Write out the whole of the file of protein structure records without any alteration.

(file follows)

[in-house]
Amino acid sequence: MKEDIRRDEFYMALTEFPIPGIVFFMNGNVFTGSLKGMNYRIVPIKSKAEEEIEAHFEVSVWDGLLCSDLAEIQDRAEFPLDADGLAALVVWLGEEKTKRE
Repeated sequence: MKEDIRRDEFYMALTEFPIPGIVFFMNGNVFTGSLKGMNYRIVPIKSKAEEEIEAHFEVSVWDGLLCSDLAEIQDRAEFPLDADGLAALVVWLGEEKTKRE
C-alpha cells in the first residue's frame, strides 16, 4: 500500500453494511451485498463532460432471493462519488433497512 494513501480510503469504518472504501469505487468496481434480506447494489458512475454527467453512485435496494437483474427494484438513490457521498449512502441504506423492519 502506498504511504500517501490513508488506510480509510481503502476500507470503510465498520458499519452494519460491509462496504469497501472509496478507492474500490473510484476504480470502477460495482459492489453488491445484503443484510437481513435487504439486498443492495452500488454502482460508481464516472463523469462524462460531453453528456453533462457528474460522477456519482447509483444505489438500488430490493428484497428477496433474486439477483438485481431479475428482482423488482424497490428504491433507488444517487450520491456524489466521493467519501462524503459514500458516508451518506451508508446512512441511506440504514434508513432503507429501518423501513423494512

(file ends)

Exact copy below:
[in-house]
Amino acid sequence: MKEDIRRDEFYMALTEFPIPGIVFFMNGNVFTGSLKGMNYRIVPIKSKAEEEIEAHFEVSVWDGLLCSDLAEIQDRAEFPLDADGLAALVVWLGEEKTKRE
Repeated sequence: MKEDIRRDEFYMALTEFPIPGIVFFMNGNVFTGSLKGMNYRIVPIKSKAEEEIEAHFEVSVWDGLLCSDLAEIQDRAEFPLDADGLAALVVWLGEEKTKRE
C-alpha cells in the first residue's frame, strides 16, 4: 500500500453494511451485498463532460432471493462519488433497512 494513501480510503469504518472504501469505487468496481434480506447494489458512475454527467453512485435496494437483474427494484438513490457521498449512502441504506423492519 502506498504511504500517501490513508488506510480509510481503502476500507470503510465498520458499519452494519460491509462496504469497501472509496478507492474500490473510484476504480470502477460495482459492489453488491445484503443484510437481513435487504439486498443492495452500488454502482460508481464516472463523469462524462460531453453528456453533462457528474460522477456519482447509483444505489438500488430490493428484497428477496433474486439477483438485481431479475428482482423488482424497490428504491433507488444517487450520491456524489466521493467519501462524503459514500458516508451518506451508508446512512441511506440504514434508513432503507429501518423501513423494512